The process of cooling superheated steam by direct injection of water is called desuperheating. This is typically done to meet the conditions required for downstream process(es) when the available steam happens to be at higher temperature and there is also a source for injecting spraywater into it. It is required in many industrial processes where the steam temperature, and/ or quality, is critical for reliable and efficient operation of the system. Such systems are common in power stations, refineries, pulp & paper industry and desalination plants, where a boiler producing superheated steam already exists.

There are four basic steps :

1) Injection of the correct amount of spraywater.

2) Spray atomization (primary and secondary)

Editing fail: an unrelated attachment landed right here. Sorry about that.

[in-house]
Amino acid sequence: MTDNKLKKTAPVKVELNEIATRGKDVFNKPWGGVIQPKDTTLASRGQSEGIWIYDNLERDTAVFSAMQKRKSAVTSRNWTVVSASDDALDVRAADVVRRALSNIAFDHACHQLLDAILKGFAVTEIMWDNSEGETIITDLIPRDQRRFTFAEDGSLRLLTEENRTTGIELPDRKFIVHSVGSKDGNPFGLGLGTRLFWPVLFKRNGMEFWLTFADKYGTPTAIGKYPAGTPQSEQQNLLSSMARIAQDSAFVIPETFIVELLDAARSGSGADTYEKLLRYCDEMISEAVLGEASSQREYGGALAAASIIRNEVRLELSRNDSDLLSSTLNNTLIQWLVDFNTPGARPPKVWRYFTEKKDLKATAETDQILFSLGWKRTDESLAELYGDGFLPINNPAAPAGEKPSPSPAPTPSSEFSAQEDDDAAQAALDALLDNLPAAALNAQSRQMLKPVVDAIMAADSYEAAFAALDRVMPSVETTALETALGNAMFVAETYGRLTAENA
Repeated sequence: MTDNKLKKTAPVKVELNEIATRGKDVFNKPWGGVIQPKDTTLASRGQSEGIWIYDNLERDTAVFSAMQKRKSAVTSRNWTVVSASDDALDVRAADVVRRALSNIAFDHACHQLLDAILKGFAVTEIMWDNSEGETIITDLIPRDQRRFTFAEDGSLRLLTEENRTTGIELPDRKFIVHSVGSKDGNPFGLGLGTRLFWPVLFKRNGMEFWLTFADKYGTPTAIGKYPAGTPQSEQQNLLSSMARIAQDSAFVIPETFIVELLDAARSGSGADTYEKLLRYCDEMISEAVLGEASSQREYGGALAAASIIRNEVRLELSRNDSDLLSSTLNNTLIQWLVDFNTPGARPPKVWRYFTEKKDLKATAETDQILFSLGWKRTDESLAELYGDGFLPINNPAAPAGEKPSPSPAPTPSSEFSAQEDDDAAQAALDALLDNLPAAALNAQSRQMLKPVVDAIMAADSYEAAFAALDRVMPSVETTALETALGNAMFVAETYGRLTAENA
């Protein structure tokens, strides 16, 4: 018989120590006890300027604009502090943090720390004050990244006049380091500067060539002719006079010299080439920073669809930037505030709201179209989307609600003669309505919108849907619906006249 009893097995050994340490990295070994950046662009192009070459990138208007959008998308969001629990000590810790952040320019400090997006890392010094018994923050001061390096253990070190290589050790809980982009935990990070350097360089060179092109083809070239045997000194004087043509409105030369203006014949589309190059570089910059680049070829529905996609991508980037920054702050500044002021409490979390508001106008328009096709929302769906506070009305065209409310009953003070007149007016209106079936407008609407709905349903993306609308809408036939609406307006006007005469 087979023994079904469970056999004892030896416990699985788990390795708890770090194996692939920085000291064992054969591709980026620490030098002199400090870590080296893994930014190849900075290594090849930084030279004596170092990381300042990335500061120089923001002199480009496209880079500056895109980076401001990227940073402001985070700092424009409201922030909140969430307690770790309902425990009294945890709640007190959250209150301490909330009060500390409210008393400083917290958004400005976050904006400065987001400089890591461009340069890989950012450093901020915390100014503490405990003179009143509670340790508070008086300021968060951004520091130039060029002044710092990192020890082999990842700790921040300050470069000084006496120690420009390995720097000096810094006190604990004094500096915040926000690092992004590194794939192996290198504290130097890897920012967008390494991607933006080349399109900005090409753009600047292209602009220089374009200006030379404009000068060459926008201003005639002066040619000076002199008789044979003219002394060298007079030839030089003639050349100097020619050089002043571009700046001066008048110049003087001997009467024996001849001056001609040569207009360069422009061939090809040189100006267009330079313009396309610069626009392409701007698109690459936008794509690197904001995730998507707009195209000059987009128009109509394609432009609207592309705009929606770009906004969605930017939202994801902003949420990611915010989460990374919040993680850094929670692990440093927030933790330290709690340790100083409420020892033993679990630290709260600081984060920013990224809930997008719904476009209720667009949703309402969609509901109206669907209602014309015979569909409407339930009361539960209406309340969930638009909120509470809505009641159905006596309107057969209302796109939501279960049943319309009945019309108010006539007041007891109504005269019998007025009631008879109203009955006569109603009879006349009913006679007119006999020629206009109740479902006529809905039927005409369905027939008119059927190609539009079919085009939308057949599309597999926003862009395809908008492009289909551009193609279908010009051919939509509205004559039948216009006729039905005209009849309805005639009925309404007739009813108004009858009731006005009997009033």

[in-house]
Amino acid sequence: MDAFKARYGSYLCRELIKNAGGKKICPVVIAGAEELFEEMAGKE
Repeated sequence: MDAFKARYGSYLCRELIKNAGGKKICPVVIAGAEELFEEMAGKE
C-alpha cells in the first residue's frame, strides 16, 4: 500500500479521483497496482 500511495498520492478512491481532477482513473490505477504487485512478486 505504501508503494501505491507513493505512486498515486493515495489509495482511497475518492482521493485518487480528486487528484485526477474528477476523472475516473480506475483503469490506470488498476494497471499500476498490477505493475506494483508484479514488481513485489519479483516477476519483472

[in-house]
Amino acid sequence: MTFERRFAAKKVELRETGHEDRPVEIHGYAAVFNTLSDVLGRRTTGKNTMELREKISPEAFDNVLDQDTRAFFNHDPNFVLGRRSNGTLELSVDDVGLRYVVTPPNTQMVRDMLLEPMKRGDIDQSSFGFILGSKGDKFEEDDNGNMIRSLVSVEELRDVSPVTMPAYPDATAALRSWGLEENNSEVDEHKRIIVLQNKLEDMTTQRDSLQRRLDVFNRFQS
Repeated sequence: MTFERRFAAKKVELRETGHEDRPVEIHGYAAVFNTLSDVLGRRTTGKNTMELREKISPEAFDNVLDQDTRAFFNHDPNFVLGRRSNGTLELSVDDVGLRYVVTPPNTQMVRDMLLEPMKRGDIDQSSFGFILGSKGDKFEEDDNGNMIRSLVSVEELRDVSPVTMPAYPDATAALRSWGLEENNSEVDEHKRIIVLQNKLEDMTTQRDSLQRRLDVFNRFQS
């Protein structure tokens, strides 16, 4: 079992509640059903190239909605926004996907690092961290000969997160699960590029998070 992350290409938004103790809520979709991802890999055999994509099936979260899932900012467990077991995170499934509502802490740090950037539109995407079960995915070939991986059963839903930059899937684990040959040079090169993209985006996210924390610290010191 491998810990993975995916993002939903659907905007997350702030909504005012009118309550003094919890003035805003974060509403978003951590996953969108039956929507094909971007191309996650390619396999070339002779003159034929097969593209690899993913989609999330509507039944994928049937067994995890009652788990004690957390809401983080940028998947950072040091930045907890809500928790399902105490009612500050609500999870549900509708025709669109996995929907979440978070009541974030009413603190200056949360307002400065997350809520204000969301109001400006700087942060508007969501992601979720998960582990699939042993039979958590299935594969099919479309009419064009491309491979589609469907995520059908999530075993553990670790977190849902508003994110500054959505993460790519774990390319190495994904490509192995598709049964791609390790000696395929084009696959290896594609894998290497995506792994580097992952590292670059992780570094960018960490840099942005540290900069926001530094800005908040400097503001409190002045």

3) Spray penetration and pre-evaporation mixing

4) Evaporation and mixing

Injection of the correct amount of spraywater flow is the first and most fundamental requirement to correct operation of any desuperheating system. This requires careful, and correct, selection of the spraywater flow control element. This control element, which may be an external control valve, must be capable of providing good control over the entire range of spraywater flow required. Multi-stage pressure drop is necessary in cases of high pressure drop for long-term reliability.